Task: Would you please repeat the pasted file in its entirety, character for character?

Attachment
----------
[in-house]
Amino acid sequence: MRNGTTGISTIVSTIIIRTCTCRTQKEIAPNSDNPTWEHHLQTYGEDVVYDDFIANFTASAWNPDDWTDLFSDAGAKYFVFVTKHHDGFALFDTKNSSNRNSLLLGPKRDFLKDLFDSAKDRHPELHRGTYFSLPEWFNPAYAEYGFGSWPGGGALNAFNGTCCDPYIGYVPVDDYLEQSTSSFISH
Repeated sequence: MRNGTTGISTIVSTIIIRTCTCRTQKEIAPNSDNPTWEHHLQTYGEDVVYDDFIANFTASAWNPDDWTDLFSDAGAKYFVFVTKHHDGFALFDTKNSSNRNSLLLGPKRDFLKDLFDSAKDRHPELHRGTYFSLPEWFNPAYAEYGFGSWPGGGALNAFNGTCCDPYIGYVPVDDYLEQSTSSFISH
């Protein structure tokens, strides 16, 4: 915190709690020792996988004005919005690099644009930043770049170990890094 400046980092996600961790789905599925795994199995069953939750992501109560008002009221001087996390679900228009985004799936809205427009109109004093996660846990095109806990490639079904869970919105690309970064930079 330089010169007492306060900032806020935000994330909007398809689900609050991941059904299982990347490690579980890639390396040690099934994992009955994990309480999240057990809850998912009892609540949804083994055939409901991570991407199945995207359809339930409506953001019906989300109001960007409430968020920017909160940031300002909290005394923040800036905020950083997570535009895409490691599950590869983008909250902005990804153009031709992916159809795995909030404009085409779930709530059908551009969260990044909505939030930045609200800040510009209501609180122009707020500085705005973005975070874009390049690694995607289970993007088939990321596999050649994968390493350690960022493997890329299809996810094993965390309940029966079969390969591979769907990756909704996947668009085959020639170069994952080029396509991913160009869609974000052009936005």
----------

[in-house]
Amino acid sequence: MRNGTTGISTIVSTIIIRTCTCRTQKEIAPNSDNPTWEHHLQTYGEDVVYDDFIANFTASAWNPDDWTDLFSDAGAKYFVFVTKHHDGFALFDTKNSSNRNSLLLGPKRDFLKDLFDSAKDRHPELHRGTYFSLPEWFNPAYAEYGFGSWPGGGALNAFNGTCCDPYIGYVPVDDYLEQSTSSFISH
Repeated sequence: MRNGTTGISTIVSTIIIRTCTCRTQKEIAPNSDNPTWEHHLQTYGEDVVYDDFIANFTASAWNPDDWTDLFSDAGAKYFVFVTKHHDGFALFDTKNSSNRNSLLLGPKRDFLKDLFDSAKDRHPELHRGTYFSLPEWFNPAYAEYGFGSWPGGGALNAFNGTCCDPYIGYVPVDDYLEQSTSSFISH
């Protein structure tokens, strides 16, 4: 915190709690020792996988004005919005690099644009930043770049170990890094 400046980092996600961790789905599925795994199995069953939750992501109560008002009221001087996390679900228009985004799936809205427009109109004093996660846990095109806990490639079904869970919105690309970064930079 330089010169007492306060900032806020935000994330909007398809689900609050991941059904299982990347490690579980890639390396040690099934994992009955994990309480999240057990809850998912009892609540949804083994055939409901991570991407199945995207359809339930409506953001019906989300109001960007409430968020920017909160940031300002909290005394923040800036905020950083997570535009895409490691599950590869983008909250902005990804153009031709992916159809795995909030404009085409779930709530059908551009969260990044909505939030930045609200800040510009209501609180122009707020500085705005973005975070874009390049690694995607289970993007088939990321596999050649994968390493350690960022493997890329299809996810094993965390309940029966079969390969591979769907990756909704996947668009085959020639170069994952080029396509991913160009869609974000052009936005």